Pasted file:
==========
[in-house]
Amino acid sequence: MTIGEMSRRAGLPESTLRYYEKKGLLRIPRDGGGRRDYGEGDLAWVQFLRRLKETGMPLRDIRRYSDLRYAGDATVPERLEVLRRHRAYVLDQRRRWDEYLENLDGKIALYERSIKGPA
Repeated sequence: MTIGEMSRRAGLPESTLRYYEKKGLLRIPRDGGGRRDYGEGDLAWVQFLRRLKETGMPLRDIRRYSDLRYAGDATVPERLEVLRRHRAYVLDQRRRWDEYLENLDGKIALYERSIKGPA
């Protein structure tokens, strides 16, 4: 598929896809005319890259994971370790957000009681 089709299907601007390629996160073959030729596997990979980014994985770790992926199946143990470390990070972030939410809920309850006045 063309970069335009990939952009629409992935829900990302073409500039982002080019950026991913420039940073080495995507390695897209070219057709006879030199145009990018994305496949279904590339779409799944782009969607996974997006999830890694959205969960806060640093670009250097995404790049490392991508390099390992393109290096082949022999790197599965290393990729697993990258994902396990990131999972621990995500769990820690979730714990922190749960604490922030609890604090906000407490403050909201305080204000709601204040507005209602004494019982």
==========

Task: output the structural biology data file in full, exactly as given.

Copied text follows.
[in-house]
Amino acid sequence: MTIGEMSRRAGLPESTLRYYEKKGLLRIPRDGGGRRDYGEGDLAWVQFLRRLKETGMPLRDIRRYSDLRYAGDATVPERLEVLRRHRAYVLDQRRRWDEYLENLDGKIALYERSIKGPA
Repeated sequence: MTIGEMSRRAGLPESTLRYYEKKGLLRIPRDGGGRRDYGEGDLAWVQFLRRLKETGMPLRDIRRYSDLRYAGDATVPERLEVLRRHRAYVLDQRRRWDEYLENLDGKIALYERSIKGPA
């Protein structure tokens, strides 16, 4: 598929896809005319890259994971370790957000009681 089709299907601007390629996160073959030729596997990979980014994985770790992926199946143990470390990070972030939410809920309850006045 063309970069335009990939952009629409992935829900990302073409500039982002080019950026991913420039940073080495995507390695897209070219057709006879030199145009990018994305496949279904590339779409799944782009969607996974997006999830890694959205969960806060640093670009250097995404790049490392991508390099390992393109290096082949022999790197599965290393990729697993990258994902396990990131999972621990995500769990820690979730714990922190749960604490922030609890604090906000407490403050909201305080204000709601204040507005209602004494019982």